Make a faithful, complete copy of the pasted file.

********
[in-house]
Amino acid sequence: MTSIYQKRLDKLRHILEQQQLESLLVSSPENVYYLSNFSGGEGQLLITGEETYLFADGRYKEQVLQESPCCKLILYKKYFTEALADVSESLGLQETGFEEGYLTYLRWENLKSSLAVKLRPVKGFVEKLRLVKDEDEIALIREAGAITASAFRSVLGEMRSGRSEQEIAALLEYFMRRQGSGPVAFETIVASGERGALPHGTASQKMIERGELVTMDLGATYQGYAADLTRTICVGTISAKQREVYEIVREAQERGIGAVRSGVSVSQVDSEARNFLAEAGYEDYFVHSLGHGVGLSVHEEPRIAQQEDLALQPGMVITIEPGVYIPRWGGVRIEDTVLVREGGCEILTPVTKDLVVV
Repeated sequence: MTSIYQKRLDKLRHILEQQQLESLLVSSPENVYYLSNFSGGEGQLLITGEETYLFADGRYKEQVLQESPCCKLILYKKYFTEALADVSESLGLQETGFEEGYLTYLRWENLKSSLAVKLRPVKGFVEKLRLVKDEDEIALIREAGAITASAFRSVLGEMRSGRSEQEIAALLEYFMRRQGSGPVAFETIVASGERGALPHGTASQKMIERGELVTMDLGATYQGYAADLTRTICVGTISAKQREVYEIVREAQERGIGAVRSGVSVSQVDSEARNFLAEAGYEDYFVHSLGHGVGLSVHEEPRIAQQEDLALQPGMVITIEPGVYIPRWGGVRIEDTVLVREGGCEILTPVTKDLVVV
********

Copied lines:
[in-house]
Amino acid sequence: MTSIYQKRLDKLRHILEQQQLESLLVSSPENVYYLSNFSGGEGQLLITGEETYLFADGRYKEQVLQESPCCKLILYKKYFTEALADVSESLGLQETGFEEGYLTYLRWENLKSSLAVKLRPVKGFVEKLRLVKDEDEIALIREAGAITASAFRSVLGEMRSGRSEQEIAALLEYFMRRQGSGPVAFETIVASGERGALPHGTASQKMIERGELVTMDLGATYQGYAADLTRTICVGTISAKQREVYEIVREAQERGIGAVRSGVSVSQVDSEARNFLAEAGYEDYFVHSLGHGVGLSVHEEPRIAQQEDLALQPGMVITIEPGVYIPRWGGVRIEDTVLVREGGCEILTPVTKDLVVV
Repeated sequence: MTSIYQKRLDKLRHILEQQQLESLLVSSPENVYYLSNFSGGEGQLLITGEETYLFADGRYKEQVLQESPCCKLILYKKYFTEALADVSESLGLQETGFEEGYLTYLRWENLKSSLAVKLRPVKGFVEKLRLVKDEDEIALIREAGAITASAFRSVLGEMRSGRSEQEIAALLEYFMRRQGSGPVAFETIVASGERGALPHGTASQKMIERGELVTMDLGATYQGYAADLTRTICVGTISAKQREVYEIVREAQERGIGAVRSGVSVSQVDSEARNFLAEAGYEDYFVHSLGHGVGLSVHEEPRIAQQEDLALQPGMVITIEPGVYIPRWGGVRIEDTVLVREGGCEILTPVTKDLVVV